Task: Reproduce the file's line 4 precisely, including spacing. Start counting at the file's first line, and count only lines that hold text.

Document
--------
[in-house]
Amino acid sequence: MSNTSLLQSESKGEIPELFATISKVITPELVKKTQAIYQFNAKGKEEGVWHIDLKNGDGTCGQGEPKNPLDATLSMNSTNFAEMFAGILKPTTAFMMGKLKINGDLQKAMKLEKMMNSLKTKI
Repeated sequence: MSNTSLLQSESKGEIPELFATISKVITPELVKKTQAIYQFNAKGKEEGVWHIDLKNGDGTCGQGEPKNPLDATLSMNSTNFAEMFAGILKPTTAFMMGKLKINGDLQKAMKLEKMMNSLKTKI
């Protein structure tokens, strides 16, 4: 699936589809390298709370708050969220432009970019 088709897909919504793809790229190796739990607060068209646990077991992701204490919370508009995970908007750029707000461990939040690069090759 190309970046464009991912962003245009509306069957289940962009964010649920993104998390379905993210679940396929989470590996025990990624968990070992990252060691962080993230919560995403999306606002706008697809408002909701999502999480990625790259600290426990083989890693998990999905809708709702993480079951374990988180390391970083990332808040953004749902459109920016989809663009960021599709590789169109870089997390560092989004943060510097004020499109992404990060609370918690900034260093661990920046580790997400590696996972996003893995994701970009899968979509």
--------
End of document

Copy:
């Protein structure tokens, strides 16, 4: 699936589809390298709370708050969220432009970019 088709897909919504793809790229190796739990607060068209646990077991992701204490919370508009995970908007750029707000461990939040690069090759 190309970046464009991912962003245009509306069957289940962009964010649920993104998390379905993210679940396929989470590996025990990624968990070992990252060691962080993230919560995403999306606002706008697809408002909701999502999480990625790259600290426990083989890693998990999905809708709702993480079951374990988180390391970083990332808040953004749902459109920016989809663009960021599709590789169109870089997390560092989004943060510097004020499109992404990060609370918690900034260093661990920046580790997400590696996972996003893995994701970009899968979509």